by Mitch Battros – Earth Changes Media
On Feb. 15th an asteroid about half the size of a football field will fly past Earth only 17,200 miles above our planet’s surface. The space rock, designated 2012 DA14, has NASA’s attention. “This is a record-setting close approach,” says Don Yeomans of NASA’s Near Earth Object Program at JPL. “Since regular sky surveys began in the 1990s, we’ve never seen an object this big get so close to Earth.”
Asteroid “2012 DA14” measures some 50 meters wide
– the impact of a 50-meter asteroid created a mile wide crater known as “Meteor Crater” in Arizona when it struck about 50,000 years ago. Also, in 1908, something about the size of 2012 DA14 exploded in the atmosphere above Siberia, leveling hundreds of square miles of forest. Researchers are still studying the “Tunguska Event” for clues to the impacting object.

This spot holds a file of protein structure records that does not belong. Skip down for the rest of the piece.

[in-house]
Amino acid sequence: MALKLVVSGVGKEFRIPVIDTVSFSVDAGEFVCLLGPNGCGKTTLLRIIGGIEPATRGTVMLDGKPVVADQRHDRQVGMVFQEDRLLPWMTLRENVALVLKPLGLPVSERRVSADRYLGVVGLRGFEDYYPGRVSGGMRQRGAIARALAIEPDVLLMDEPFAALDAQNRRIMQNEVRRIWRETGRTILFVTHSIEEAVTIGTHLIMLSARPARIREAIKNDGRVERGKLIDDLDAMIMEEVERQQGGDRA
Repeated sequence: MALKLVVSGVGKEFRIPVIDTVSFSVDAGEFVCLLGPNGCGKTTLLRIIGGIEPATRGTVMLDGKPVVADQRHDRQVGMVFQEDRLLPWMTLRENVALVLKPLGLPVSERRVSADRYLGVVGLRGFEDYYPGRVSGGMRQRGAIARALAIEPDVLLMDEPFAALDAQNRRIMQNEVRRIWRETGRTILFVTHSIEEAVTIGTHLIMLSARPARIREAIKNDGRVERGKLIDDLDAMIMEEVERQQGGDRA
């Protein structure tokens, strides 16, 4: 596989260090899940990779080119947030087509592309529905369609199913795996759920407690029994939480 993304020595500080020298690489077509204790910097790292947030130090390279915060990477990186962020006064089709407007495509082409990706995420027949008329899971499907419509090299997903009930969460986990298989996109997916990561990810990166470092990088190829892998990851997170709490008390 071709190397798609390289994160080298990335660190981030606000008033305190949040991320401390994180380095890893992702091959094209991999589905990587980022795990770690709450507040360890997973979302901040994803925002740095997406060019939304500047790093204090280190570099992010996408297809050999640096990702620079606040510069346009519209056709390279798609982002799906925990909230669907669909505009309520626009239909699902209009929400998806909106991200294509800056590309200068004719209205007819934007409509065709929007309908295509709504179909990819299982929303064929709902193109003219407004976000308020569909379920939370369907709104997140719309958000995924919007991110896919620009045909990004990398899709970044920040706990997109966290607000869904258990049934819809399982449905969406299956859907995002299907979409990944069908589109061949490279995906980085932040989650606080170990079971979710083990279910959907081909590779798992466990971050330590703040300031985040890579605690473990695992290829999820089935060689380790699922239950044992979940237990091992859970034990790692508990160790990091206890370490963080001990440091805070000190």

NASA radars will be monitoring the space rock as it approaches Earth closer than many man-made satellites.
The asteroid will thread the gap between low-Earth orbit, where the ISS and many Earth observation satellites are located, and the higher belt of geosynchronous satellites, which provide weather data and telecommunications.